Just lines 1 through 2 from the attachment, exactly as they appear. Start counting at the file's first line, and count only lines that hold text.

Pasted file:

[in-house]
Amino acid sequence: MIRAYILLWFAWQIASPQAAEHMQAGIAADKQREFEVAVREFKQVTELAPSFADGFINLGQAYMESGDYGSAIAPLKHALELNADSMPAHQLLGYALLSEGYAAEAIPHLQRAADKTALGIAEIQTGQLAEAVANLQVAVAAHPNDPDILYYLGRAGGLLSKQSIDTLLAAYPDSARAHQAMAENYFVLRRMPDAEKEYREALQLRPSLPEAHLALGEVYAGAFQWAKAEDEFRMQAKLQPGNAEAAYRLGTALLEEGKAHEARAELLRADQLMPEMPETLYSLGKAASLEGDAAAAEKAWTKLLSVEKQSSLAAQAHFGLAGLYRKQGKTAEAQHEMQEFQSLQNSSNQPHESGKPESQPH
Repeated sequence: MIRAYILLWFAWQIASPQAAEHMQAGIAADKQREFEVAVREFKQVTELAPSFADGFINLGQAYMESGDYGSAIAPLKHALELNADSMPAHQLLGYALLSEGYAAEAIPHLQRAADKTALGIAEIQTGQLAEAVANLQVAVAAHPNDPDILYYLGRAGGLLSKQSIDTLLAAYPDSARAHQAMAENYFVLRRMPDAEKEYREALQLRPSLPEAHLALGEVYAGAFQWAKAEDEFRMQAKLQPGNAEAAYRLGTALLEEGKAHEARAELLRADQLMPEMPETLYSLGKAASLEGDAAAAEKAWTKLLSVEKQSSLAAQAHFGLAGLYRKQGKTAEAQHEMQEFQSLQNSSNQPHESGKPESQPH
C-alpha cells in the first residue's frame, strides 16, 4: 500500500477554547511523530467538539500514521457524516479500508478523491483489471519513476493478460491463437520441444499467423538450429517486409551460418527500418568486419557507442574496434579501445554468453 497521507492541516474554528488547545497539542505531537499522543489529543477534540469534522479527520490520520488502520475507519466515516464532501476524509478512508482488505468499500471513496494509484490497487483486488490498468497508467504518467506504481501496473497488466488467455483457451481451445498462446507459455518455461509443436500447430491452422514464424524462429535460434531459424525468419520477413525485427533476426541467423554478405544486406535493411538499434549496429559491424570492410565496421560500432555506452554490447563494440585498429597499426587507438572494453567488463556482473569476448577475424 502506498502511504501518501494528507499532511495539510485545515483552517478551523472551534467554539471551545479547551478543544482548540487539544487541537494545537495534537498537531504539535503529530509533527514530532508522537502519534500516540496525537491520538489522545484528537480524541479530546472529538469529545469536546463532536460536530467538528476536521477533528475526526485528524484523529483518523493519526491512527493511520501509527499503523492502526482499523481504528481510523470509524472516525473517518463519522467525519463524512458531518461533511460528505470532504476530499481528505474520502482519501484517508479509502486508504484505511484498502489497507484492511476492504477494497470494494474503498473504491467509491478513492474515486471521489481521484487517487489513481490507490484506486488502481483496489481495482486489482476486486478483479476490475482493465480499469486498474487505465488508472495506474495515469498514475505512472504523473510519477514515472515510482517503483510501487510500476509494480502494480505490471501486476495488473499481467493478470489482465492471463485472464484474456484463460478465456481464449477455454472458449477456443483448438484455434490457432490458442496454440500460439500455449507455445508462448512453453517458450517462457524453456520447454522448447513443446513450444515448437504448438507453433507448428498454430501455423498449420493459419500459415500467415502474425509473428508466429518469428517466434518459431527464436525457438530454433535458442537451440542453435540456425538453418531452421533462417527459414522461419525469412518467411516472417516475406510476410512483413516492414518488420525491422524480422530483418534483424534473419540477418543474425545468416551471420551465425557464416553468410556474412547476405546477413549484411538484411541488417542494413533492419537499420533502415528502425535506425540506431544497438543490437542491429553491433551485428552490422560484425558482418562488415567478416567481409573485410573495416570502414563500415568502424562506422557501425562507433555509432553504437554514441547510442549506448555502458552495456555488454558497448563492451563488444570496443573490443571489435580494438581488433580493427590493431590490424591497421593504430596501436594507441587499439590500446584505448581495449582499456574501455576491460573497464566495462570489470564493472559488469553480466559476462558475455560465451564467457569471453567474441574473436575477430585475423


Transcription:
[in-house]
Amino acid sequence: MIRAYILLWFAWQIASPQAAEHMQAGIAADKQREFEVAVREFKQVTELAPSFADGFINLGQAYMESGDYGSAIAPLKHALELNADSMPAHQLLGYALLSEGYAAEAIPHLQRAADKTALGIAEIQTGQLAEAVANLQVAVAAHPNDPDILYYLGRAGGLLSKQSIDTLLAAYPDSARAHQAMAENYFVLRRMPDAEKEYREALQLRPSLPEAHLALGEVYAGAFQWAKAEDEFRMQAKLQPGNAEAAYRLGTALLEEGKAHEARAELLRADQLMPEMPETLYSLGKAASLEGDAAAAEKAWTKLLSVEKQSSLAAQAHFGLAGLYRKQGKTAEAQHEMQEFQSLQNSSNQPHESGKPESQPH